What not to post on Facebook

| Social media

What not to post on Facebook


For many estate agents posting the wrong things on Facebook is one of the key reasons behind them not finding success on social media. So I thought it would be helpful to clarify what elements you should leave out of your Facebook posts and you may be surprised by how many you commit.

Here are five elements every Facebook post should avoid in order to progress and find successes:

1) Don’t over complicate it

Your Facebook posts are aimed at everyone, it is important you keep things simple. You want these posts to be shared, engaged with, liked and most importantly read. This means you can’t over complicate things with industry jargon. Instead keep your posts short and sweet, there is no need to pack them with confusing ramblings or complex language.

2) Limit #Hashtags

How many hashtags is too many? Lots of studies have been done regarding this question and the answer is – no more than 2 or 3. According to research, if you include more than 3 hashtags you are likely to do more harm than good.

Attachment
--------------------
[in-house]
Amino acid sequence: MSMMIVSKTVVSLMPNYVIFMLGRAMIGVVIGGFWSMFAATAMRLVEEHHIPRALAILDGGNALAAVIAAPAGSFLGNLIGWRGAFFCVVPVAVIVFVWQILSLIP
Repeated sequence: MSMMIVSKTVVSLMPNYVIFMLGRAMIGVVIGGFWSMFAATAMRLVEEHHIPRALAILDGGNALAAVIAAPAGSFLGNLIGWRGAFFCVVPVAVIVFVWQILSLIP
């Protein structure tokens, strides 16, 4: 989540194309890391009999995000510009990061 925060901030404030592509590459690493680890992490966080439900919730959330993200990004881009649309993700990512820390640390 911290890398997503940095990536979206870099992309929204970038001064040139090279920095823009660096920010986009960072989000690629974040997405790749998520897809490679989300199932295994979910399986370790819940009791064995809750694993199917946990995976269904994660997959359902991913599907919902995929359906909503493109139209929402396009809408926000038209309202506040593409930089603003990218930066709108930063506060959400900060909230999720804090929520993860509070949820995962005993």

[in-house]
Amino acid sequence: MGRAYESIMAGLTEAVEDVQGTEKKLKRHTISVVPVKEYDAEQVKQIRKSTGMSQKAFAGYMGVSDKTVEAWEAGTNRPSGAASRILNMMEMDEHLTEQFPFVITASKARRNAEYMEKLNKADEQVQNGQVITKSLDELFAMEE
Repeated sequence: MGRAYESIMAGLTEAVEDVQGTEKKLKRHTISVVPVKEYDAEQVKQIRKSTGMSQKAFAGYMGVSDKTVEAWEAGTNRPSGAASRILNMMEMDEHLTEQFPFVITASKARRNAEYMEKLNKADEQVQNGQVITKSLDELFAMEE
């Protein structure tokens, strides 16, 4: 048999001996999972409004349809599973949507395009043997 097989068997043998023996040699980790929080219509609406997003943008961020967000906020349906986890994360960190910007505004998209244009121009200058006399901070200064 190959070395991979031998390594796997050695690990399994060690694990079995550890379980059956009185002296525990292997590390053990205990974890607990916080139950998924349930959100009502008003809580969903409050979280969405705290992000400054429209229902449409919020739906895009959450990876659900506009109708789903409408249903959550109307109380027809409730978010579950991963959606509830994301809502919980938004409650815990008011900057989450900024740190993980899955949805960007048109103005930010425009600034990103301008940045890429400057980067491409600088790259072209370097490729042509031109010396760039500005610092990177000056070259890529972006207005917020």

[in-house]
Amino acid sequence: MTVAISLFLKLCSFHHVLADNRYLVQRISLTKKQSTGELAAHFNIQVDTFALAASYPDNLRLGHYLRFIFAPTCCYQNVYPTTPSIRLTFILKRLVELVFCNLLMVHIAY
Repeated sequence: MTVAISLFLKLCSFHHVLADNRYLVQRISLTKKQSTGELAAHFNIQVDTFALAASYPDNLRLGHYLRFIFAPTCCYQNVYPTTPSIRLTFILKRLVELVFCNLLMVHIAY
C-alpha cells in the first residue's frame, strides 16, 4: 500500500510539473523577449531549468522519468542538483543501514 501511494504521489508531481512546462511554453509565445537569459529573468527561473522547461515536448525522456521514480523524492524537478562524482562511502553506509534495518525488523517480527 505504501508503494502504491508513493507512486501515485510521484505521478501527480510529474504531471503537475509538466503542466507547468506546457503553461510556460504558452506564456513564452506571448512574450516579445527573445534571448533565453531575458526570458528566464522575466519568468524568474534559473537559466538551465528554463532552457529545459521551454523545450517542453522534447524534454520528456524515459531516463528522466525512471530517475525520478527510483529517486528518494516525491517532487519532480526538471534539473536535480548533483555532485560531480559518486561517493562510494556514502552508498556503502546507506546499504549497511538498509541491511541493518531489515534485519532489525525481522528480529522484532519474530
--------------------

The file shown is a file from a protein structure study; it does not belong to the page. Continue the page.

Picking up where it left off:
Over use of hashtags results in a cluttered post, distracts readers away from the message and lowers engagement rather than enhances it.

3) Avoid multiple links

It may be tempting to try to stuff as much information and links into one post to save time but cutting corners won’t get you anywhere. A post should be solely focused on one topic, with one destination in mind. More than one link per post increases clutter, confusion and reduces the chances of those links being clicked on.

4) No unnecessary wording

In point 1, we mentioned the importance of being clear and to the point. Despite having more freedom on Facebook, shorter posts do better so you should always try to keep posts in the vicinity of 40 characters or so. It’s not supposed to be an essay, keep it to the point.

5) Don’t be overly promotional

Facebook are cracking down on promotional posts and they have warned business pages that they will see their organic reach take a sharp decline, in particular for posts that are deemed “overly promotional”.

This means if your posts are seen as pushy and salesy (a post that seems to be more like an advert), rather than creative and engaging posts then be warned that these posts will appear on hardly any newsfeeds. This change to Facebook has come from direct user feedback, as users want to see fewer ads within their newsfeeds and from this Facebook are trying to provide a better product to their users. And for those of you who are unsure what they mean by “advert like posts”, posting properties that are on the market would fall into this category. 

Luke Stanley